Prompt for Part 1:
- What is your understanding of God’s mission in the world? Describe your faith in the Triune God and how your Trinitarian faith has informed your understanding of God’s mission?
- What community of faith prior to your seminary studies helped shape your understanding of God’s mission and your gifts for missional leadership? Identify missional leadership gifts that were developed and strengthened by your experiences in this formative faith community and provide a few examples.
- As an outgrowth of your personal gifts for missional leadership, envision how you will nurture and empower others to serve as missional leaders through their vocation and participation in the life of the church. Within your response integrate an expression of a Lutheran understanding of vocation.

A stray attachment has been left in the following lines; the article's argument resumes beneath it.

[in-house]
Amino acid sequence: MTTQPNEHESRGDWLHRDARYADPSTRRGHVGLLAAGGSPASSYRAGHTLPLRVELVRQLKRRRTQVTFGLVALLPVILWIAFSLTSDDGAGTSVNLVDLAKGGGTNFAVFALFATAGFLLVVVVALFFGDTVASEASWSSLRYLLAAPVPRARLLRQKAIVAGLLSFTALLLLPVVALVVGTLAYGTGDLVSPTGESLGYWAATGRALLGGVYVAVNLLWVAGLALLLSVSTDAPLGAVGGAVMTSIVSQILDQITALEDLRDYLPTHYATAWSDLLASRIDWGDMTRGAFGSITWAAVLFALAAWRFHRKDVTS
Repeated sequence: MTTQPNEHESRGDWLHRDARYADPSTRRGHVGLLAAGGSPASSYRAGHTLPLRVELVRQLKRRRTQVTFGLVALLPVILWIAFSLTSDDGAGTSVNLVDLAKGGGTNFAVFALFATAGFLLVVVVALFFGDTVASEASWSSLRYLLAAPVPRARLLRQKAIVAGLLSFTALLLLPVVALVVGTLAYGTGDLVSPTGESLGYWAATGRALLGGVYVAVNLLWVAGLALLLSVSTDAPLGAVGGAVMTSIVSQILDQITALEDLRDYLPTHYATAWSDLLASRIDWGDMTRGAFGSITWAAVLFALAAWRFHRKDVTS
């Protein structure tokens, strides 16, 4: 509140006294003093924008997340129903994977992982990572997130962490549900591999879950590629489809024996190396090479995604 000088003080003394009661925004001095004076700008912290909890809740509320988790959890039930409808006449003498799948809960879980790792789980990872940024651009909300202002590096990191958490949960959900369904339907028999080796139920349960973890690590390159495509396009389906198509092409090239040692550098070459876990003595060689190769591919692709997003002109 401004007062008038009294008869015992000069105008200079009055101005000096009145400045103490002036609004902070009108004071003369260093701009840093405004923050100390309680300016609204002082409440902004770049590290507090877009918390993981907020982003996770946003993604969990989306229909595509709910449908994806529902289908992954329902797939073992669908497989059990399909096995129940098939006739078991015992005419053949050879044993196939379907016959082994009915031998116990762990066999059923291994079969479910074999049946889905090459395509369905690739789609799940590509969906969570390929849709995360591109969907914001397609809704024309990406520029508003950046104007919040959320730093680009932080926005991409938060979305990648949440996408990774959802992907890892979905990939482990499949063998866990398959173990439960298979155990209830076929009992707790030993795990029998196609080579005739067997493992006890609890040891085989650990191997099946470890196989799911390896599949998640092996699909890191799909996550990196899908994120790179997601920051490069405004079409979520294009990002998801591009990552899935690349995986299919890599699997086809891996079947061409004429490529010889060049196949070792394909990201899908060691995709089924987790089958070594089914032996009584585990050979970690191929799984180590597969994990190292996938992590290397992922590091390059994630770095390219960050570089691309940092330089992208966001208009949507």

As a Lutheran Christian, I believe I am called by the Holy Spirit to participate in the work of the Triune God in the world. Throughout the Bible, we hear the story of God – the one who created the world – actively working in the world, seeking reconciliation with a creation that over and over again rebels against its Creator. God’s chosen people, Israel, repeatedly forget their reliance on God, choosing to seek life elsewhere. Yet out of love, God refuses to give up on the world. Again and again, God calls God’s people back to reconciliation with their Creator.